Fossil hunters have traced the rise of the dinosaurs back to the freezing winters the beasts endured while roaming the Far North.
Animal footprints and stone deposits in northwest China suggest dinosaurs adapted to cold in polar regions before a mass extinction paved the way for their reign in the late Triassic .
With a blanket of fuzzy feathers to keep them warm, the dinosaurs were better able to cope and take advantage of new territories when brutal conditions wiped out large swaths of more vulnerable creatures.
“The key to their eventual dominance was very simple,” said Paul Olsen, the study’s lead author at the Lamont-Doherty Earth Observatory at Columbia University. “They were basically cold-adapted animals. When it was cold everywhere, they were ready, and the other animals weren’t.
The first dinosaurs are believed to have appeared in the temperate south over 230 million years ago, when most of the landmass made up a supercontinent called Pangea. Dinosaurs were initially a minority group, living mostly at high altitudes. Other species, including ancestors of modern crocodiles, dominated the tropics and subtropics.
But at the end of the Triassic, around 202 million years ago, more than three quarters of land and sea species were wiped out in a mysterious mass extinction event linked to vast volcanic eruptions that plunged a much of the world in cold and dark. The devastation set the stage for the reign of the dinosaurs.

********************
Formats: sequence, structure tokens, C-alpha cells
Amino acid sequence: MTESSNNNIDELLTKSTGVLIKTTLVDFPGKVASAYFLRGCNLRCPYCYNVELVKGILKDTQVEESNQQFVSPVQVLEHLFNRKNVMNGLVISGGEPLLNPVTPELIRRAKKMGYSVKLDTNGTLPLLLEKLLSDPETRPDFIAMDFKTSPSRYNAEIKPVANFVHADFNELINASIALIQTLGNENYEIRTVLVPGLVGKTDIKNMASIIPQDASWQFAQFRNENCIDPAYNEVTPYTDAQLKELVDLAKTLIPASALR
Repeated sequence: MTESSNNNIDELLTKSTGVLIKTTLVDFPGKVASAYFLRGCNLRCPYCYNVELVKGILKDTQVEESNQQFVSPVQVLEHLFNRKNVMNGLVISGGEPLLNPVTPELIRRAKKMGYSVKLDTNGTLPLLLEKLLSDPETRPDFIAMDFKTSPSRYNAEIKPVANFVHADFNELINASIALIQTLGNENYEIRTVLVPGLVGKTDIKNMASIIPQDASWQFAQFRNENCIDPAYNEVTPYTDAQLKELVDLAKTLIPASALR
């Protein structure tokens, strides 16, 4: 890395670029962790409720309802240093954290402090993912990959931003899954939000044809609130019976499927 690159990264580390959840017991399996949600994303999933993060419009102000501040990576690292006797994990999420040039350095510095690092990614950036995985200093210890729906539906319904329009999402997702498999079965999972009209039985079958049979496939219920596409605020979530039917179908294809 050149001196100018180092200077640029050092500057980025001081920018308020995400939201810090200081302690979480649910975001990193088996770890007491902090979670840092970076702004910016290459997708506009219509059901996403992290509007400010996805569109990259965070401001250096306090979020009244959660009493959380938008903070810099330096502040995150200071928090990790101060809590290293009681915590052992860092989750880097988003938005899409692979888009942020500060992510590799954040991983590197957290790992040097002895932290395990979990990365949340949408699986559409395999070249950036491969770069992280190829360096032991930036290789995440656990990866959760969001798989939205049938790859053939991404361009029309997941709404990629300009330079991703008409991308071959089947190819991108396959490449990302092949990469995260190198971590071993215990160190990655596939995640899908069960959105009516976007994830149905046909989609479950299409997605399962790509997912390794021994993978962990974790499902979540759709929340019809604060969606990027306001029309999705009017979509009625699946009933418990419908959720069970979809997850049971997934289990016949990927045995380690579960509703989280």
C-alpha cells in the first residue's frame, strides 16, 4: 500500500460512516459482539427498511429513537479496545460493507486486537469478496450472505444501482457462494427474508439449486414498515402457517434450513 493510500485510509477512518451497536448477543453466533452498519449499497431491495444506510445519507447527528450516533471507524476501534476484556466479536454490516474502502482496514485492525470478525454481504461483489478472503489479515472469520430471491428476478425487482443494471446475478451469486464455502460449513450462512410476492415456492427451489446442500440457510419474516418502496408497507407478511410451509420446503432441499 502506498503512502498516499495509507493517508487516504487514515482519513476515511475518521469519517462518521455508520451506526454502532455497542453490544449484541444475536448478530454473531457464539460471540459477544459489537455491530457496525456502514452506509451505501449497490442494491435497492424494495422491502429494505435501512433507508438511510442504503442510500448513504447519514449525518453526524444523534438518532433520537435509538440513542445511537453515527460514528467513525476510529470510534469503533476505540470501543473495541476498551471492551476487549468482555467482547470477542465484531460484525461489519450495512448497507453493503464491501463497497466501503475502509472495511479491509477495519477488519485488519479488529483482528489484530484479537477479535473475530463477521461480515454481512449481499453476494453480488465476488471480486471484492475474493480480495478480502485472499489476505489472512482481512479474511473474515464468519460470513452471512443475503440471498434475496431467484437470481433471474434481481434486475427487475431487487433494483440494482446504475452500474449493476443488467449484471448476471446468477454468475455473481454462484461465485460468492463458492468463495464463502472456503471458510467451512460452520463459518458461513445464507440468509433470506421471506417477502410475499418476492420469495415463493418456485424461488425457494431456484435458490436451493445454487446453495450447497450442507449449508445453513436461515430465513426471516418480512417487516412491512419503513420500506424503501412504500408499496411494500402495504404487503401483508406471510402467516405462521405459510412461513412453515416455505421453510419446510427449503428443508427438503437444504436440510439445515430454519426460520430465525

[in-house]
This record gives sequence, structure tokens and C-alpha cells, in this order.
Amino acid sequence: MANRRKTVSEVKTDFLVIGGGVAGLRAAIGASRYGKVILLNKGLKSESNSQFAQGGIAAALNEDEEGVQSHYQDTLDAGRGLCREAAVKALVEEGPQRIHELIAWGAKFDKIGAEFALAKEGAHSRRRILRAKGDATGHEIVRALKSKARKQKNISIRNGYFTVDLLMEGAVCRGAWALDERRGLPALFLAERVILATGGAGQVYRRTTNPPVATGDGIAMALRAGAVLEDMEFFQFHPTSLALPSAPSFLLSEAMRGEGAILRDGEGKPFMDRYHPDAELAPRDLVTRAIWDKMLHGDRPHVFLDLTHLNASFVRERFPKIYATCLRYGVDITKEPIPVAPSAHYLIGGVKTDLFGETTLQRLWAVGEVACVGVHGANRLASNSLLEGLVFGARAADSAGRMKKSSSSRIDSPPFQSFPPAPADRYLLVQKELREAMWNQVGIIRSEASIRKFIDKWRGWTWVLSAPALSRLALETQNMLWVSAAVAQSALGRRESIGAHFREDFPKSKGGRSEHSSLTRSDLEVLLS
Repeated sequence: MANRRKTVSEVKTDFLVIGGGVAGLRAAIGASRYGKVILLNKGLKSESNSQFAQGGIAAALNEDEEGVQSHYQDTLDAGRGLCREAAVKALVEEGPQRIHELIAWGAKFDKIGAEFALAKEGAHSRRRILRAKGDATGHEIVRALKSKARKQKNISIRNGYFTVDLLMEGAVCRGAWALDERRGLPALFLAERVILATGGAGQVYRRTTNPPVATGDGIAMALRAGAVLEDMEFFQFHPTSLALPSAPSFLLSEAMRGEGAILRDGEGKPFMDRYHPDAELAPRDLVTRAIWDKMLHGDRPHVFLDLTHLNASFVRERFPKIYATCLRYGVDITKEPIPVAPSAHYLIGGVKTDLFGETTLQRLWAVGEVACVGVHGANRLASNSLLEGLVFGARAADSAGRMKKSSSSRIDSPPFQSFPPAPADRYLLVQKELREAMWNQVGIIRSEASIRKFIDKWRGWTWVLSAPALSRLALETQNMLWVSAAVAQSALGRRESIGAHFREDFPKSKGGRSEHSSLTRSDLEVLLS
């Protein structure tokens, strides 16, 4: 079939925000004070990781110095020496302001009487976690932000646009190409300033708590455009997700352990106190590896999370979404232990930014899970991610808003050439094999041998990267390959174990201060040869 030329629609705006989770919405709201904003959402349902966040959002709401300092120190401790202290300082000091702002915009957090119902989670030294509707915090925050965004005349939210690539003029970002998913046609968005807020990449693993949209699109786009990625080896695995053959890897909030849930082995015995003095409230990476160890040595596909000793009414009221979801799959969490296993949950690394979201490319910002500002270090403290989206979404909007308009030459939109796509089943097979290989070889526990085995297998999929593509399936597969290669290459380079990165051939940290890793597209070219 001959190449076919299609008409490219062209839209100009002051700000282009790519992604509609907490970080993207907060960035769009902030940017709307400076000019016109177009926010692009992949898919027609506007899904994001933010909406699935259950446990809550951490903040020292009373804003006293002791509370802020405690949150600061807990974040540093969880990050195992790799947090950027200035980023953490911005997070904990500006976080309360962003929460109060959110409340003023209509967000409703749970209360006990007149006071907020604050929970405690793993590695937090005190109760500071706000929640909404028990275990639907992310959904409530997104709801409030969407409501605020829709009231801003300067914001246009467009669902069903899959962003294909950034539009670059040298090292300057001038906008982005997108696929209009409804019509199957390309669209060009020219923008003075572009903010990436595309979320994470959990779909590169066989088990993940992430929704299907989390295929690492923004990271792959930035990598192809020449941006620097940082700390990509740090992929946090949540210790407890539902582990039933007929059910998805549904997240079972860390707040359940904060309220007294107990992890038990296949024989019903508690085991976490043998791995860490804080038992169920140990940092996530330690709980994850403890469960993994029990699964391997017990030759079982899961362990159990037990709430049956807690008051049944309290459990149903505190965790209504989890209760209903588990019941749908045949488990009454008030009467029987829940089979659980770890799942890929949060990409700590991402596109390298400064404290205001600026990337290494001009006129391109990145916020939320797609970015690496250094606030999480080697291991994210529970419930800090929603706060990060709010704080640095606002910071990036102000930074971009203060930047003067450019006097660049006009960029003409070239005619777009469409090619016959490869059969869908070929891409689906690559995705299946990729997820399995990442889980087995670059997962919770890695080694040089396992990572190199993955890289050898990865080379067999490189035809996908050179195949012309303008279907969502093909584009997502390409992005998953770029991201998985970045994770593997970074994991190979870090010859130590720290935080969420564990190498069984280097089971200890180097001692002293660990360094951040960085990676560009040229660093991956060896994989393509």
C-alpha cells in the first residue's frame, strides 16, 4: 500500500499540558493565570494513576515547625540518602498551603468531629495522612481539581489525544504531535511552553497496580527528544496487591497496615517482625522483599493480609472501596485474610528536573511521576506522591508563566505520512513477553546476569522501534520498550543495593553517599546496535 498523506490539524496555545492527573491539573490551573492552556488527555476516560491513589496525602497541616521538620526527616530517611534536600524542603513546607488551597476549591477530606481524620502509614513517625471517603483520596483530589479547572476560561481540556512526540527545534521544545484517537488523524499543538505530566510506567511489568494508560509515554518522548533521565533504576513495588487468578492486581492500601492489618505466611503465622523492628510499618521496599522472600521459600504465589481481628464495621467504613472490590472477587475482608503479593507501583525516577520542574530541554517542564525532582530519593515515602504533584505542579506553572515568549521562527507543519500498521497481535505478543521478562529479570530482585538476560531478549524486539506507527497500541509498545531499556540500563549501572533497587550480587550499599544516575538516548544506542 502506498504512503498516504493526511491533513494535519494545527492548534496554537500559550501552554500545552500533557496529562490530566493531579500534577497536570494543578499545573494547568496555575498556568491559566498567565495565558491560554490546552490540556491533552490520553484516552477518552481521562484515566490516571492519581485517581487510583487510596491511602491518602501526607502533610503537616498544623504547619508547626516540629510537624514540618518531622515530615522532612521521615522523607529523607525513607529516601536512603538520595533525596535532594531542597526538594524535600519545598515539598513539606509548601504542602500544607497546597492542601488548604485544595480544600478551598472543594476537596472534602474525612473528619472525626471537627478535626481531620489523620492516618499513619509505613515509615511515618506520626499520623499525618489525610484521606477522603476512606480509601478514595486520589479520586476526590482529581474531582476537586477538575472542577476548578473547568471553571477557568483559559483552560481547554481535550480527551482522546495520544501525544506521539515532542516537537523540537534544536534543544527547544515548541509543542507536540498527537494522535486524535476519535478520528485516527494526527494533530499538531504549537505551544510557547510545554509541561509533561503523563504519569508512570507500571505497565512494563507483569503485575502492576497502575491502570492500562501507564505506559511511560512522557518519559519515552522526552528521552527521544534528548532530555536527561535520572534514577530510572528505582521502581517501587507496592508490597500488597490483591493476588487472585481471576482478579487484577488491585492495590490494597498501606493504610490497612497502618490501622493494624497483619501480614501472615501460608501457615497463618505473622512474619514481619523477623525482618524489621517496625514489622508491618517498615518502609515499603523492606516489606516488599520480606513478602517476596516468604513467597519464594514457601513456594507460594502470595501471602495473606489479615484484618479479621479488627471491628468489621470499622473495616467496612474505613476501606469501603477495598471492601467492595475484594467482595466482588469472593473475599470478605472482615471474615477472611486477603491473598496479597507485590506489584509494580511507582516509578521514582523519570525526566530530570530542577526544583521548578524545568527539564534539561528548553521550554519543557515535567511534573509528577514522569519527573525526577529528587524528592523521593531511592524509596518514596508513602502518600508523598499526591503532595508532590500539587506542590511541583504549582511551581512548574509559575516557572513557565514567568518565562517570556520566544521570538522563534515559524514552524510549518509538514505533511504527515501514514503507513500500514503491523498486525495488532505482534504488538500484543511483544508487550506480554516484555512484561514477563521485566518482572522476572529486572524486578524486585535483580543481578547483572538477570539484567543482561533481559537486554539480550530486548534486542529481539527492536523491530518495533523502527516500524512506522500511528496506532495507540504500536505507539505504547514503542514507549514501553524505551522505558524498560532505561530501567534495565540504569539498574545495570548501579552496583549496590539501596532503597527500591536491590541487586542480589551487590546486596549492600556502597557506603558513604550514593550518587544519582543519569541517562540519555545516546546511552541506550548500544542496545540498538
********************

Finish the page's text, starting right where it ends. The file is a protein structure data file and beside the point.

Writing in Science Advances, an international team of researchers explain how the mass extinction may have helped dinosaurs become dominant. They started by examining dinosaur footprints from the Junggar Basin in Xinjiang, China. These showed that the dinosaurs hid along the coasts at high latitudes. At the end of the Triassic, the basin was well inside the Arctic Circle, about 71 degrees north.
But the scientists also found small pebbles in the normally fine sediments of the basin, which once housed several shallow lakes. The pebbles have been identified as “glacial debris”, meaning they were washed from the shores of the lake over patches of ice before sinking to the bottom when the ice melted.
Taken together, the evidence suggests that dinosaurs not only lived in the polar region, but thrived despite the freezing conditions. Having adapted to the cold, the dinosaurs were on the verge of conquering new territories as the dominant cold-blooded species perished in mass extinction.
Stephen Brusatte, professor of paleontology at the University of Edinburgh, who was not involved in the research, said dinosaurs were often typecast as beasts living in tropical jungles. The new research showed they would have been exposed to snow and ice at high latitudes, he said.
“Dinosaurs would have lived in these freezing, icy areas and would have had to deal with snow and frostbite and all the things that humans living in similar environments have to deal with today. So how did the dinosaurs been able to do it? Their secret was their feathers,” he said.
“The feathers of these early primitive dinosaurs would have provided a fluffy coat to keep them warm in the cold high latitudes. And it seems these feathers later came in handy when the world suddenly and unexpectedly changed, and giant volcanoes began to erupt in the late Triassic, plunging much of the world into cold and darkness in repeated winter volcanic events.
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